* Q4 net loss 83 mln euros vs poll forecast 169 mln loss
* Hungarian unit lost 279 mln euros in quarter
* CEO says Hungary had turned into nightmare for banks
* FY loan-loss provisions 4.7 billion euros, up 11 pct
* Shares end up 0.4 pct (Releads with Hungary losses, CEO comments)
By Silvia Aloisi
MILAN, March 12 Italy's Intesa Sanpaolo said it could cut its presence in Hungary after losses there pushed it into the red in the last quarter, calling the eastern European country a "nightmare" for the banking industry.
Italy's biggest retail lender said its CIB unit, Hungary's fifth-biggest bank, made a net loss of 279 million euros ($363 million) in the fourth quarter of 2012, almost entirely because of higher provisions to cover bad debts.
The deficit was the single most negative factor for Intesa's results in the last three months of the year, in which the Italian lender made a group net loss of 83 million euros.
Intesa's quarterly loss was much smaller than an average forecast of 169 million euros in a Reuters poll of six banks and brokerages.
"Hungary ... used to be very good for financial services, it has now turned into a sort of nightmare," Intesa CEO Enrico Cucchiani told analysts on a conference call.
Hungarian Prime Minister Viktor Orban, who took power in 2010, has taken a number of measures that have angered foreign investors, including introducing Europe's highest bank tax and forcing the effective nationalisation of private pension funds.
On Tuesday, Orban said there were too many foreign-owned lenders in the country.
Cucchiani said Hungary "continues to be a challenging environment, we have plans in place to restructure operations rather aggressively ... We sent a team there and could reduce our presence."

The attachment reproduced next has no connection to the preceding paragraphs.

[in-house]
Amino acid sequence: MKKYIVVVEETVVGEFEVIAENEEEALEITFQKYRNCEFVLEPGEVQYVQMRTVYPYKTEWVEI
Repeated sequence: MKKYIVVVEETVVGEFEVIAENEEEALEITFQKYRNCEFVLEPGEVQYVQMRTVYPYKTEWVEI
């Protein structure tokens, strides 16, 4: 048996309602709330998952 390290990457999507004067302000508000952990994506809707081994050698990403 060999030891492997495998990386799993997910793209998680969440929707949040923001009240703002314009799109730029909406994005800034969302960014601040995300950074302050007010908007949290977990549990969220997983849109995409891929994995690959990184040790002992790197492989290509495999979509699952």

Hungarian households and businesses have suffered for years from ballooning debt service costs on loans denominated in Swiss francs and euros as the forint weakened, eroding domestic consumption and hurting banks' loan books.
Intesa's Hungarian unit, with 119 branches and 8 billion euros of total assets, accounts for just over 1 percent of its overall business.
The bank makes 80 percent of its revenue in Italy and like other domestic rivals is having to set aside more cash to cover rising bad loans, as the euro zone's third-largest economy battles through a painful recession.
Loan-loss provisions totalled 4.7 billion euros in 2012, up 11 percent from a year earlier, but Cucchiani said the bank had made only marginal adjustments after a Bank of Italy audit of loan charges at the country's lenders.
"From these checks ... we came out with a clean bill of health. I would not be surprised if the situation was different for other players," he said.
Full-year net profit came in at 1.6 billion euros against a net loss of 8.2 billion for 2011, when Intesa wrote down billions of euros of goodwill from past deals to repair a balance sheet damaged by the euro zone debt crisis.
The improvement also reflected strong trading gains and cost cuts after the bank shed 5,000 jobs in 2012.
Intesa's shares reversed earlier losses after the results to end 0.4 percent higher at 1.26 euros.
"The results are a bit better than market forecasts and they have triggered purchases because people were expecting worse," a Milan trader said.
Intesa, the first major Italian bank to report full-year earnings, said the cost of credit would remain high in 2013. Its core Tier 1 capital ratio, a key measure of financial strength, stood at 10.3 percent at the end of the year - one of the highest in Italy - after it proposed a dividend of 0.05 euros.
($1 = 0.7684 euros) (Additional reporting by Gianluca Semeraro and Stefano Rebaudo; Editing by David Holmes)